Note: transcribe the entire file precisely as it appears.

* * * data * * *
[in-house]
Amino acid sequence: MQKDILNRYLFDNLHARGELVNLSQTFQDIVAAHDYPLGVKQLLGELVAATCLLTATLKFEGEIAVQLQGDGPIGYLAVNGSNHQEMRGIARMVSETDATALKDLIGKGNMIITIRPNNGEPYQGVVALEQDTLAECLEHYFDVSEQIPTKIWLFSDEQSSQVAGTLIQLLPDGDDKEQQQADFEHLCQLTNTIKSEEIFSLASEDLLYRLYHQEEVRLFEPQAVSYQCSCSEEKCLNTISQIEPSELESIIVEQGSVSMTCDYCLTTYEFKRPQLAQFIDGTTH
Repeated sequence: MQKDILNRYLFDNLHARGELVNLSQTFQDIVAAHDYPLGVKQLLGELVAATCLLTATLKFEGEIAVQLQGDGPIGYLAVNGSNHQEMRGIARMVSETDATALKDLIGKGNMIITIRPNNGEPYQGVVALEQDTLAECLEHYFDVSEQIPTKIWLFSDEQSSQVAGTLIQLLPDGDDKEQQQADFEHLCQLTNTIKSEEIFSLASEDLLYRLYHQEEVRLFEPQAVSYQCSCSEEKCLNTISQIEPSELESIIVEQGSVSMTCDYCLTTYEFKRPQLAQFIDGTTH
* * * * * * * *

[in-house]
Amino acid sequence: MQKDILNRYLFDNLHARGELVNLSQTFQDIVAAHDYPLGVKQLLGELVAATCLLTATLKFEGEIAVQLQGDGPIGYLAVNGSNHQEMRGIARMVSETDATALKDLIGKGNMIITIRPNNGEPYQGVVALEQDTLAECLEHYFDVSEQIPTKIWLFSDEQSSQVAGTLIQLLPDGDDKEQQQADFEHLCQLTNTIKSEEIFSLASEDLLYRLYHQEEVRLFEPQAVSYQCSCSEEKCLNTISQIEPSELESIIVEQGSVSMTCDYCLTTYEFKRPQLAQFIDGTTH
Repeated sequence: MQKDILNRYLFDNLHARGELVNLSQTFQDIVAAHDYPLGVKQLLGELVAATCLLTATLKFEGEIAVQLQGDGPIGYLAVNGSNHQEMRGIARMVSETDATALKDLIGKGNMIITIRPNNGEPYQGVVALEQDTLAECLEHYFDVSEQIPTKIWLFSDEQSSQVAGTLIQLLPDGDDKEQQQADFEHLCQLTNTIKSEEIFSLASEDLLYRLYHQEEVRLFEPQAVSYQCSCSEEKCLNTISQIEPSELESIIVEQGSVSMTCDYCLTTYEFKRPQLAQFIDGTTH